The haematopoietic system consists of eight distinct cell lineages that are derived from common precursors in an ongoing process that involves the selective activation of gene expression programmes characteristic of individual cell types. Several transcriptional regulators have been shown to be involved in haematopoietic gene regulation. Phenotypes of c-Myb-, AML-1-, GATA-2- and SCL-1-deficient mice reveal a profound failure of definitive haematopoesis (Mucenski et al., 1991; Tsai et al., 1994; Okuda et al., 1996; Porcher et al., 1996; Robb et al., 1996). In contrast, GATA-1, PU.1, E2A, C/EBPα, C/EBPβ and C/EBPϵ knockouts have more selective phenotypes (Bain et al., 1994; Scott et al., 1994; Zhuang et al., 1994; Screpanti et al., 1995; Tanaka et al., 1995; Fujiwara et al., 1996; McKercher et al., 1996; Yamanaka et al., 1997; Zhang et al., 1997). Thus, it appears that a combination of transcription factors is required for the correct execution of the haematopoietic differentiation programme. Typically, cell type-specific genes are regulated by a combination of these factors characteristic of the lineage. In the non-lymphoid compartment, erythroid-specific genes generally are regulated by combinations of GATA, Ets and Maf family transcription factors and granulocyte/macrophage-specific genes by combinations of AML1/CBFβ, C/EBP, PU.1 and c-Myb. For example, the genes encoding the receptors for the myeloid growth factors granulocyte (G)-, macrophage (M)- and GM-colony-stimulating factor (CSF) all contain binding sites for C/EBP and PU.1 (and, in the case of M-CSF, a receptor for AML-1 also) (Hohaus et al., 1995; Smith et al., 1996; Zhang et al., 1996). The neutrophil elastase (NE) and Mim-1 promoters are activated by C/EBPs in cooperation with Myb (and, for the NE promoter, also PU.1) (Ness et al., 1993; Oelgeschläger et al., 1996). Very little, however, is known about the regulation of eosinophil-specific genes. No eosinophil-specific promoters have been analysed at the molecular level, and no transcription factor knockout has been shown specifically to affect this lineage.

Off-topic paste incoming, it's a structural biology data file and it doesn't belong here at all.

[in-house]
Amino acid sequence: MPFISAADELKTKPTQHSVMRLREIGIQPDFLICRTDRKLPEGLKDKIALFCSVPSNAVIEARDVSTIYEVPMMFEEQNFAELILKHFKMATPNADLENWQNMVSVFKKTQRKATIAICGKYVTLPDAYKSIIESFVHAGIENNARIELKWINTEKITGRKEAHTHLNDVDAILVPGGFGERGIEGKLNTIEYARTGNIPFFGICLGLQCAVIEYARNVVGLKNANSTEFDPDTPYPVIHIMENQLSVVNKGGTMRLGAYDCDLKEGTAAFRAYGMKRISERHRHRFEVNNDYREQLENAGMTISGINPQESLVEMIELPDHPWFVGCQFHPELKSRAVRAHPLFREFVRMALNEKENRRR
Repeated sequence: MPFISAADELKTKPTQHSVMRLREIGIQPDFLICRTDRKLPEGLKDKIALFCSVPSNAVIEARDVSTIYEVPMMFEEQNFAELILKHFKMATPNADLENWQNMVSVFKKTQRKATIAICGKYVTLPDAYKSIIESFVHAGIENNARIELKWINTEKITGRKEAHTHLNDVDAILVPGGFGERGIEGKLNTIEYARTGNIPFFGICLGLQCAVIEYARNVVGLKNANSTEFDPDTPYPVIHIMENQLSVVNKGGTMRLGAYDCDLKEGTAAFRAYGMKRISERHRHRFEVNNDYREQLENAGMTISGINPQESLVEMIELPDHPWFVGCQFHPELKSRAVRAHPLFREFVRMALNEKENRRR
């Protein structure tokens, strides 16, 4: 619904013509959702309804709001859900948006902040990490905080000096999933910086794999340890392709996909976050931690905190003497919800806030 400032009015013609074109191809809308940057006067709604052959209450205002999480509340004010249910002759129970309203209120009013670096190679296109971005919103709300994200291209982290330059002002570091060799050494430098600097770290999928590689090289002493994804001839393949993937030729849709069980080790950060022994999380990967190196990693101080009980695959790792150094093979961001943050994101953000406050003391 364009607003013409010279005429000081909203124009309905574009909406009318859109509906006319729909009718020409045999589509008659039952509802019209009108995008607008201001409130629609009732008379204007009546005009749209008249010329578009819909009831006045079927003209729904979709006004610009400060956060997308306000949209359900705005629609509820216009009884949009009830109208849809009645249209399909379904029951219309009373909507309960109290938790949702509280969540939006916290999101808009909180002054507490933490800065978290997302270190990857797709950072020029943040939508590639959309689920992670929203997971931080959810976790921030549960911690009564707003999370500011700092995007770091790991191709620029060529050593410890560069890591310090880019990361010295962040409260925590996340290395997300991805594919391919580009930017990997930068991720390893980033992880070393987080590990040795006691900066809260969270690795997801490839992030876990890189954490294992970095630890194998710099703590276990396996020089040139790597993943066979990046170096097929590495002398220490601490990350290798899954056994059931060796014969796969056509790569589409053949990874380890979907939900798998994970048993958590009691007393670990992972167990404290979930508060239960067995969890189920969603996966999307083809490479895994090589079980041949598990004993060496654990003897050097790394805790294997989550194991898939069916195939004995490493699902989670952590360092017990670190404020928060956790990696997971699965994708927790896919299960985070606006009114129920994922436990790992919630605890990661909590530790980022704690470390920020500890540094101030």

Previously we have shown that the E26 avian erythroleukaemia virus is able selectively to transform multipotent haematopoietic precursors. This virus encodes a tripartite fusion protein between the retroviral Gag protein and two cellular transciption factors c-Myb and c-Ets-1. Cells transformed by this virus spontaneously differentiate along erythroid and thrombocytic lineages and can be induced to differentiate along myelomonocytic and eosinophilic lineages by treatment with phorbol esters or by overexpression of kinase-type oncogenes (Graf et al., 1992; Kraut et al., 1994; Frampton et al., 1995; Rossi et al., 1996).
Using this in vitro differentiation system, we developed a monoclonal antibody, EOS47, which selectively identifies a cell surface antigen expressed by eosinophils but not by cells of any other haematopoietic lineage. Sequence analysis of the EOS47-encoding cDNA identified it as the avian homologue of the human oncofetal antigen, melanotransferrin (McNagny et al., 1996). Within the haematopoietic system, we have shown that the onset of EOS47 expression on normal eosinophils occurs as cells commit to this lineage and precedes the expression of more mature eosinophil markers such as eosinophil peroxidase and the formation of mature granules (McNagny et al., 1996; K.M.McNagny, unpublished). Likewise, it is one of the first genes to be activated when eosinophil differentiation is induced in vitro, either by ectopic GATA-1 expression in chicken myeloblasts or by activation of a conditional C/EBPβ allele in chicken multipotent precursors (Kulessa et al., 1995; Müller et al., 1995). Thus, EOS47 is the earliest and most specific marker of eosinophils described to date and is likely to be regulated by factors directly involved in eosinophil lineage determination.
To approach the molecular basis of eosinophil lineage determination, we therefore analysed the regulation of the EOS47 gene. We report here the identification of its eosinophil-specific promoter and the identification of the promoter elements critical for expression of EOS47 in eosinophils. Our data suggest that an interplay between Ets, C/EBP and GATA factors is required for restricted expression of this protein and probably for proper eosinophil lineage formation.